Read on as Chef Ken shares how to keep gluten-free gourmet for National Celiac Disease Awareness Month.
If a holiday gathering at your house is anything like it is at mine, you know that food equals love.
In the same way that we surround ourselves with the close friends and family that give us comfort and warmth, we also incorporate into our entertaining a lot of the foods that give us comfort and warmth too. Whether it’s you Italian great-grandmother’s recipe for meatballs in sauce that have been a staple of every Sunday supper for decades or that one calorie-laden, cheesy dip that all your friends devour at the neighborhood potluck, our signature dishes are as unique as each of us are and are an integral part of our gatherings as they feed our bellies and our hearts.
But there’s a downside to all that comfort food. Enjoying celebrations where there is food involved can be hard for a lot of us. Many of us struggle with avoiding diet temptations when we’ve got delicious, high-fat, high-carbohydrate snacks at arm’s length. If you’re nodding your head and licking lips right now as you think back to that last party where the munchies got away from you, then you know how problematic party foods can be.
Dieting is tough. Choosing the right foods day in and day out can be hard enough when there are not outside influences. But then, put that chicken dip or garlic bread right in front of our faces, add alcohol, and you’ve got a recipe for flushing all your hard work at the gym down the drain.
So what steps do we take to avoid the calories? Sometimes we’ll starve ourselves all day if we know that we’re going to over-indulge at a party (which is, according to dieticians and trainers, usually a terrible idea since it just makes you eat more).
Sometimes, we volunteer to bring the veggie tray and hover over it angrily, trying to avoid contact with the steam coming off of the crockpot of Cincinnati chili across the room that’s beckoning to us with all it’s salty, cheesy goodness. And, some of us, sadly, will go as far as to avoid attending a family gathering all together if we think that there won’t be enough healthy foods there.
All of us know how bad it feels to look around a party full of chips, dips, and spreads and feel like there is nothing we can eat. Luckily, for many of us, we can learn to strike a good balance of consuming the rich party foods that we love while still managing to get a few fruits and veggies on the snack plate, too. But for people with dietary restrictions due to health conditions, you might look around and not find a single thing you can enjoy at the party. And that’s every single party you attend.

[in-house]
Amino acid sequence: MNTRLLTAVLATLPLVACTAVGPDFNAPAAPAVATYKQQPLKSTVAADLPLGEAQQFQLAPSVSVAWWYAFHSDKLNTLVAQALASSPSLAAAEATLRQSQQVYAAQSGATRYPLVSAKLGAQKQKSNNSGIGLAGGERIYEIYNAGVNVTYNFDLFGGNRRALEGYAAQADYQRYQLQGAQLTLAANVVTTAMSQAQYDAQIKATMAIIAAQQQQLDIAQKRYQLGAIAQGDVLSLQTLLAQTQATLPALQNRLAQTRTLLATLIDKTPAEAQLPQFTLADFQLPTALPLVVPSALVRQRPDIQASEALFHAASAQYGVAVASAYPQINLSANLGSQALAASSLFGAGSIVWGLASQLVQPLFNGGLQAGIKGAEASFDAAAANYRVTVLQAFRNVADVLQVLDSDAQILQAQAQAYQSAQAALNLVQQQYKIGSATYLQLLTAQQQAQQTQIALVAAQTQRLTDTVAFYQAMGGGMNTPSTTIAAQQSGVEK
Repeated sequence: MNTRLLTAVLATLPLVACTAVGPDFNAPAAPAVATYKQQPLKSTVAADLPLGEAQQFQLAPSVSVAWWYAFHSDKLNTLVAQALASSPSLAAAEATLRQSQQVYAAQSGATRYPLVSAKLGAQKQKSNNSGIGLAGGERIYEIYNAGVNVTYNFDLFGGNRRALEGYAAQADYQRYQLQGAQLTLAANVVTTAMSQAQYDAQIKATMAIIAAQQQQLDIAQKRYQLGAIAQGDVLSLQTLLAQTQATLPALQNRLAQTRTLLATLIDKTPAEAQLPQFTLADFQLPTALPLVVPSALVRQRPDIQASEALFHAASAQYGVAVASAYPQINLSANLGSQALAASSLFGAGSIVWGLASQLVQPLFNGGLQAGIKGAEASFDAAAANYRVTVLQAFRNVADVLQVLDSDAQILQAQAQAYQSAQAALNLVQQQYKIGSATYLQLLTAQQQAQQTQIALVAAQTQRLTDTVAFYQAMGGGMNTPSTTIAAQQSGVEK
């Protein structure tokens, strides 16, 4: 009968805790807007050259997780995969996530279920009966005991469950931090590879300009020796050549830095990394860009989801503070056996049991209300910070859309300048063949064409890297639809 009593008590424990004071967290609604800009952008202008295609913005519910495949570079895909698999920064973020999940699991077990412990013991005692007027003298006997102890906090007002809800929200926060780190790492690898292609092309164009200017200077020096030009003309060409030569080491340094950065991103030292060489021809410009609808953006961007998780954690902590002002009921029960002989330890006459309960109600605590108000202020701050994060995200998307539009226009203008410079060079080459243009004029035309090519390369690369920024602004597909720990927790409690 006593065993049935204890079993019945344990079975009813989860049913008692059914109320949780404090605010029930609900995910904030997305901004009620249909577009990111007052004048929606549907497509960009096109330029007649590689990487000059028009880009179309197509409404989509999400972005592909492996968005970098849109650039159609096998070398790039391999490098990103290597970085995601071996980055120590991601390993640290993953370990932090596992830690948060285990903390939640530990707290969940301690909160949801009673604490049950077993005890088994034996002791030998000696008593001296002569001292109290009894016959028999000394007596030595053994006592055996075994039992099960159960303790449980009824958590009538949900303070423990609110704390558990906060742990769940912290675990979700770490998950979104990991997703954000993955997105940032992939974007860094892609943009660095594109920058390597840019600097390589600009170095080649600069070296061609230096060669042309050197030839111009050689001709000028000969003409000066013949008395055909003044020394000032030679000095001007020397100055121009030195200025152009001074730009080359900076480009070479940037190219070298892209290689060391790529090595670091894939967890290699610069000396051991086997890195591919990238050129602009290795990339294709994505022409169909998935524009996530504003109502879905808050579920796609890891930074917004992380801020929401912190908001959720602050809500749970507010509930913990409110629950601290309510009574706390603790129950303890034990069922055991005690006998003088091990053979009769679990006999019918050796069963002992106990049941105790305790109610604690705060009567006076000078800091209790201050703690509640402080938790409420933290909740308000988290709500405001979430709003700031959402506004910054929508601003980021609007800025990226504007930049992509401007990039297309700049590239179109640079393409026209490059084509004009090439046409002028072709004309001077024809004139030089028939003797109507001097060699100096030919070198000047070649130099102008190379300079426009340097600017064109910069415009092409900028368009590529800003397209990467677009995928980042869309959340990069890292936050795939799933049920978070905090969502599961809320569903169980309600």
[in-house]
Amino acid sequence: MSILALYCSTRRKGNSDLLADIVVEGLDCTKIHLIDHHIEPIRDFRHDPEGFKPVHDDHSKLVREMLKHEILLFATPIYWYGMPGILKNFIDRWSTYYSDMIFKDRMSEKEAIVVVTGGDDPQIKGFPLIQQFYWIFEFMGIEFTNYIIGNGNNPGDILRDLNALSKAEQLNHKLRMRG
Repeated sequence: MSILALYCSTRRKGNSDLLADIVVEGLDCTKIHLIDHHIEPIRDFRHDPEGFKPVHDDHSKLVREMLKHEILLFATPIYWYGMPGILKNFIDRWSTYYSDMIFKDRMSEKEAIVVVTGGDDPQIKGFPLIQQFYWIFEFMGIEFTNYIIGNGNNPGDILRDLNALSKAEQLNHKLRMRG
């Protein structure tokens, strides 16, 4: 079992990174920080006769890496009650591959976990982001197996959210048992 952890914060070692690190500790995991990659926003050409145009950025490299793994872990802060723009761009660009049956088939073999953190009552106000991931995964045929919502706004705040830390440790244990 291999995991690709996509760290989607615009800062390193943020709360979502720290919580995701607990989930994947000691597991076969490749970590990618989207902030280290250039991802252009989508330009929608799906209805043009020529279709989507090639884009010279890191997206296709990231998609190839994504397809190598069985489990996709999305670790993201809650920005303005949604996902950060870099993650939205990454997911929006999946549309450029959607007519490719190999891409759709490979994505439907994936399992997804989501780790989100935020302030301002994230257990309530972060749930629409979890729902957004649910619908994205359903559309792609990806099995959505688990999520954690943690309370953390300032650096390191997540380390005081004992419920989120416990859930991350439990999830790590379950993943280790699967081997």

Take Celiac Disease, for instance. May is National Celiac Disease Awareness Month. While many of us may choose to avoid gluten or have mild gluten sensitivities, Celiac disease sufferers can get very sick from eating any wheat, rye or barley at all. If your friends and family know you can’t eat any gluten, yet don’t take it upon themselves to provide any gluten-free foods at your gatherings, then it can feel like you’re being personally attacked. If food is love, then looking around a room of foods you can’t eat, can make you feel really unloved.
Providing foods that your gluten-intolerant family and friends can enjoy is not all that difficult to do. Many of your favorite signature recipes can easily be made as a gluten-free version without sacrificing any of the taste. It just takes a little attention to detail, especially when you go to the grocery store. Many of the pastas and starches that you normally use are available as gluten-free versions, either in their own gluten-free aisle of the store or sometimes next to its gluten counterpart in the pasta or bread aisle.
Many of the pastas and starches that you normally use are available as gluten-free versions, either in their own gluten-free aisle of the store or sometimes next to its gluten counterpart in the pasta or bread aisle. It’s also crucial that you do your own research if you’re unsure about something. A popular question I receive all the time… is coffee gluten free? In such cases, simply checking the packaging may not be enough… and this is why it’s important to do your own research online to find the correct answers you need.
A few more tips that may help you adapt your recipes to gluten-free versions:
Since they don’t clump together as well, gluten-free recipe portions should be on the smaller side so they aren’t too crumbly or fall apart as you’re eating them.
Use a stickiness agent like sweet rice flour.
A gluten-free recipe typically tastes better if you increase the amount of baking powder and baking soda by a quarter.
To help kick off National Celiac Disease Awareness Month, I’ll be going on Fox19’s morning show on Wednesday to share one of my favorite recipes for a gluten-free apple pie cheesecake. Tune in to hear how I adapt my cooking to a gluten-free pie crust and still keep it gourmet, or click over to my blog for the instructions and recipe.